Friday, May 21, 2010

Journey Into Hope

Check out this video from ECMI called 'Journey Into Hope' to learn a little more about the context we work in here in Europe.  And wait for the end of the video to see a couple familiar faces!

Saturday, May 8, 2010

The Smells of Spain

It's interesting how closely the sense of smell is linked with the memory, and since we're in the midst of saying goodbye to one set of memories (our past year or so in Córdoba), we wanted to share our list of the Top 7 Smells of Spain (especially of Andalucía).

1. Cigarettes:  About 33% of Spaniards smoke, including anyone from 13 year old school girls to scruffy old men sitting in the park.  As a result, the smell of cigarette smoke was one of the first things we noticed when we moved here last year.  Even though there's a huge campaign against smoking and an ensuing debate on where it's OK to smoke, you can't help but smell cigarettes smoke here (it makes me long for the Lung Brush, the great fictional SNL product used to reduce the chances of developing lung cancer).

2. Coffee:  It's a way of life for Spaniards, and you smell it on Spaniards' breath all the time:  coffee.  Early-morning, mid-morning, after lunch, mid-afternoon, later in the evening...any time is a good time for coffee here.

3. B.O.:  I mean no disrespect here, but the truth is that after just a couple days of living here in Spain, I noticed that people smell a bit different.  And that's because deodorant is optional among Spaniards, though I believe that's changing among the younger generation.  Even so, suffice it to say that on hot summer afternoons in Andalucía you don't want a Spanish guy to give you a hug.  Now, take the B.O., mix in coffee breath and cigarette smoke on people's clothes, and you begin to get a good idea of what a bus ride smells like here in Córdoba.

4. Pechín:  I can't say that this is a pleasant or unpleasant smell:  it's simply a distinct and pungent aroma.  Pechín is the material that results from an olive getting crushed and pressed to produce olive oil.  Since olive oil is probably the greatest export from Andalucía, on any drive through the countryside you're likely to pass a olive oil processing plant and catch a whiff of it.  For Rachel it brings back memories of childhood, for one of our foreign missionary friends it almost made her puke, and for me it's just interesting.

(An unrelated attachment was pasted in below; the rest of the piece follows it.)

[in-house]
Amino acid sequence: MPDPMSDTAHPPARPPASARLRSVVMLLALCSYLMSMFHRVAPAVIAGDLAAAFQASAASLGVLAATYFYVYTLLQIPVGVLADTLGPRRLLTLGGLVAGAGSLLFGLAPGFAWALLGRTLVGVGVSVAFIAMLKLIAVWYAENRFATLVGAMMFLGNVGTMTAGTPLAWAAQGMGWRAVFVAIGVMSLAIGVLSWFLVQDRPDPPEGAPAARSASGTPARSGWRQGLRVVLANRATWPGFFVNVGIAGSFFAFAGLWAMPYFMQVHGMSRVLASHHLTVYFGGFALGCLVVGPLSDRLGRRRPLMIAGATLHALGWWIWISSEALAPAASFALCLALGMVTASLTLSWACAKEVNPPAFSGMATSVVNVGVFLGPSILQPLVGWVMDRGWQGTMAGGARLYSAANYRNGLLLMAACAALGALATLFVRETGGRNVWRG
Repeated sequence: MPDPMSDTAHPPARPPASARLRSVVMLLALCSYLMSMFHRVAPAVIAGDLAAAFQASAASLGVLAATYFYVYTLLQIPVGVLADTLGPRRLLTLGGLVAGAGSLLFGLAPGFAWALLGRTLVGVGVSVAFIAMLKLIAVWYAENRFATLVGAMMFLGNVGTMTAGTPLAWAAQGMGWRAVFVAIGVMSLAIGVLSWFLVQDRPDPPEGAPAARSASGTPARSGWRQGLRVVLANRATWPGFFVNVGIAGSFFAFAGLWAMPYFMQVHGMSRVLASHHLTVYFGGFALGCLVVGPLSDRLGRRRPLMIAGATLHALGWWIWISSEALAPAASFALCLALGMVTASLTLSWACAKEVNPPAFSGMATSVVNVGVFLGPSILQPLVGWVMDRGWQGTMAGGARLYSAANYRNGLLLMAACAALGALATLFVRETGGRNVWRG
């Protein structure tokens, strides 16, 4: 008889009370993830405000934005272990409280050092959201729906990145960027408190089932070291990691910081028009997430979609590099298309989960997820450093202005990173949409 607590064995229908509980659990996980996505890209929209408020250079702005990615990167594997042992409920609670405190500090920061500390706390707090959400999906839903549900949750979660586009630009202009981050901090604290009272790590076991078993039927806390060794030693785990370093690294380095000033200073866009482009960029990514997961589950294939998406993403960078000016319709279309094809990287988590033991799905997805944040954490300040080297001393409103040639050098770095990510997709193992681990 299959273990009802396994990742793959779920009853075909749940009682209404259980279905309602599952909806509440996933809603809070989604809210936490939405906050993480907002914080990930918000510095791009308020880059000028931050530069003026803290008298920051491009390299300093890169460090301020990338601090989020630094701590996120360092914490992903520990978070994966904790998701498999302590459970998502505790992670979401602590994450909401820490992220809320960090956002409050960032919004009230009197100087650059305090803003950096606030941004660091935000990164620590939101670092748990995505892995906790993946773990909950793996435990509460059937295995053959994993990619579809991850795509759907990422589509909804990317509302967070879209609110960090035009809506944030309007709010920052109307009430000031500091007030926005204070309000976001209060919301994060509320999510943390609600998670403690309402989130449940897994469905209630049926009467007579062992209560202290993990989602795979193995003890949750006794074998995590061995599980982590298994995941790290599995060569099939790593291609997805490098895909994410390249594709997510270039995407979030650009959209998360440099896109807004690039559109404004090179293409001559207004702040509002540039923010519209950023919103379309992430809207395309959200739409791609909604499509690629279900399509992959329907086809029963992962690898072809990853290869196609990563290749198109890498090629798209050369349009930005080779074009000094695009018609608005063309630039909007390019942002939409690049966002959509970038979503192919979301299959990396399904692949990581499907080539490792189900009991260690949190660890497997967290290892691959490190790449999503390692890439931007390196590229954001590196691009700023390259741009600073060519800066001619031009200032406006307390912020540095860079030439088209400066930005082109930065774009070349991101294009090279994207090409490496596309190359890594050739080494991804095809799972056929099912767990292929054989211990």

5. Orange Blossoms:  Just after we arrived last May, we noticed a wonderfully pleasant aroma as went out for our evening walks:  orange blossoms.  Here in Córdoba many streets are lined with orange trees (they produce bitter oranges, not the nice sweet ones), so in the springtime when the trees are in bloom it smells amazing long as you're not standing near a street drain.

6. Garlic:  Walk by or into any apartment building just before lunchtime, and you'll know what we're talking about.  Garlic seems to be used in just about every dish here, and it's not too easy to miss.  In fact, Victoria Beckham was quoted as saying that Spain reeks of garlic, and if Posh says it, it must be true, right?

7. Spanish Bread:  Strolling down the sidewalk any morning you're likely to get a whiff of baking bread in a nearby panadería (bread bakery), which has to be one of the most delicious smells in the world.  Spanish bread is a little tougher and crustier than a french loaf, but it's equally as scrumptious, especially when it's fresh.  For us this provides a multi-sensory experience when we reflect on Jesus' words, 'I am the bread of life.'

BONUS:   After completing the list, Rachel reminded me about a smell that we complain about a lot:  dog poop.  You have to be very careful walking on the sidewalks here because just when you're least expecting you'll come upon a nice little pile of poo.  And even though there are signs like this one and owners are supposed to clean it up, many Spanish dog owners just don't care what their dog leaves behind for the rest of us to smell (especially in the heat of summer) and to avoid stepping in.